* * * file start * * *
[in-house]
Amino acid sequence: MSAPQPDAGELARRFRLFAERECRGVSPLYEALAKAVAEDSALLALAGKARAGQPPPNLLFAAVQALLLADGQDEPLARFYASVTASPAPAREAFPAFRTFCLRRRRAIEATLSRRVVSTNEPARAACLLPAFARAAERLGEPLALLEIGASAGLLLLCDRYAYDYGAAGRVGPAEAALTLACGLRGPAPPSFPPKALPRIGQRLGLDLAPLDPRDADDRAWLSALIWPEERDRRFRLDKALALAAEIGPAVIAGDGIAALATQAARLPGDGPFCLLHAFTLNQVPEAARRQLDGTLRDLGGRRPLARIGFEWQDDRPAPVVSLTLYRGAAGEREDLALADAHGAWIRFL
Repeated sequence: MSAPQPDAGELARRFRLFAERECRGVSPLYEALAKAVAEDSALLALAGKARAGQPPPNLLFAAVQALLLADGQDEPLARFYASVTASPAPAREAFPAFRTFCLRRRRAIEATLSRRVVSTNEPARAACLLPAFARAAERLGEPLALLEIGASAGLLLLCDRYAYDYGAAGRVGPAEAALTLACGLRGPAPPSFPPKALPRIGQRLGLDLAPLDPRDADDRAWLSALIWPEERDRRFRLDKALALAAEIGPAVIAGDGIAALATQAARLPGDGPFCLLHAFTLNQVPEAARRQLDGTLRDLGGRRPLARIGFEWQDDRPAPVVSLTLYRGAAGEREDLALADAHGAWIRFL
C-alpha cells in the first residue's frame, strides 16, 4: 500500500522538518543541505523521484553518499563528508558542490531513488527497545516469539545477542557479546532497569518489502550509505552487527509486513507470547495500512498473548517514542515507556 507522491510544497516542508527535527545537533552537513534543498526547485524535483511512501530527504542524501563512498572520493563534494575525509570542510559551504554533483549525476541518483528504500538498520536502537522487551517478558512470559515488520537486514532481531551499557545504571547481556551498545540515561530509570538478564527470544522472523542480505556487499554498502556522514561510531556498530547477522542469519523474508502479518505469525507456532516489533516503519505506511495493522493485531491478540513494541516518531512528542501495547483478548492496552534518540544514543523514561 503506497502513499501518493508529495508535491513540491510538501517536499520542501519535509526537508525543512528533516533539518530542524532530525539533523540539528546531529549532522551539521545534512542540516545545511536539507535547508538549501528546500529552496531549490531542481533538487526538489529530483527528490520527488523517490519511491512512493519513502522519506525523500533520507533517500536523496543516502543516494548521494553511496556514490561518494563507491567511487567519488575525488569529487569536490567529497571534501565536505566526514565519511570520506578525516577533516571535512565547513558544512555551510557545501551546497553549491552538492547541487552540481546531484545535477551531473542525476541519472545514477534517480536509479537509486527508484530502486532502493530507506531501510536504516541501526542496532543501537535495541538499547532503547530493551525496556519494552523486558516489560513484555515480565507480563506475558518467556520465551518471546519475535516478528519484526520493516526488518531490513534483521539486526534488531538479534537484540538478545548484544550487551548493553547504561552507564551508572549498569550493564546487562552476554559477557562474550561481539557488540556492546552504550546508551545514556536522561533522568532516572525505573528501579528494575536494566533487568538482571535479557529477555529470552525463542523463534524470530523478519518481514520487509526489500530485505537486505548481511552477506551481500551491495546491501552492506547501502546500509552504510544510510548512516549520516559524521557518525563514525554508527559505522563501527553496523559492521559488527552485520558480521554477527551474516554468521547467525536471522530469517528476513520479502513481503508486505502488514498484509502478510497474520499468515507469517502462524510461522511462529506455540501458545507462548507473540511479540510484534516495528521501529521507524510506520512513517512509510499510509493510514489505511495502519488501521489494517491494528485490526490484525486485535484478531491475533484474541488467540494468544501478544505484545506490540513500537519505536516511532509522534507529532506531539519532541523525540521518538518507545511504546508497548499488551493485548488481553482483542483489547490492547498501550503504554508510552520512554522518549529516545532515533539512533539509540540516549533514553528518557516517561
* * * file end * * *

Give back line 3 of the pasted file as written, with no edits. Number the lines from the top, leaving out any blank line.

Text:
Repeated sequence: MSAPQPDAGELARRFRLFAERECRGVSPLYEALAKAVAEDSALLALAGKARAGQPPPNLLFAAVQALLLADGQDEPLARFYASVTASPAPAREAFPAFRTFCLRRRRAIEATLSRRVVSTNEPARAACLLPAFARAAERLGEPLALLEIGASAGLLLLCDRYAYDYGAAGRVGPAEAALTLACGLRGPAPPSFPPKALPRIGQRLGLDLAPLDPRDADDRAWLSALIWPEERDRRFRLDKALALAAEIGPAVIAGDGIAALATQAARLPGDGPFCLLHAFTLNQVPEAARRQLDGTLRDLGGRRPLARIGFEWQDDRPAPVVSLTLYRGAAGEREDLALADAHGAWIRFL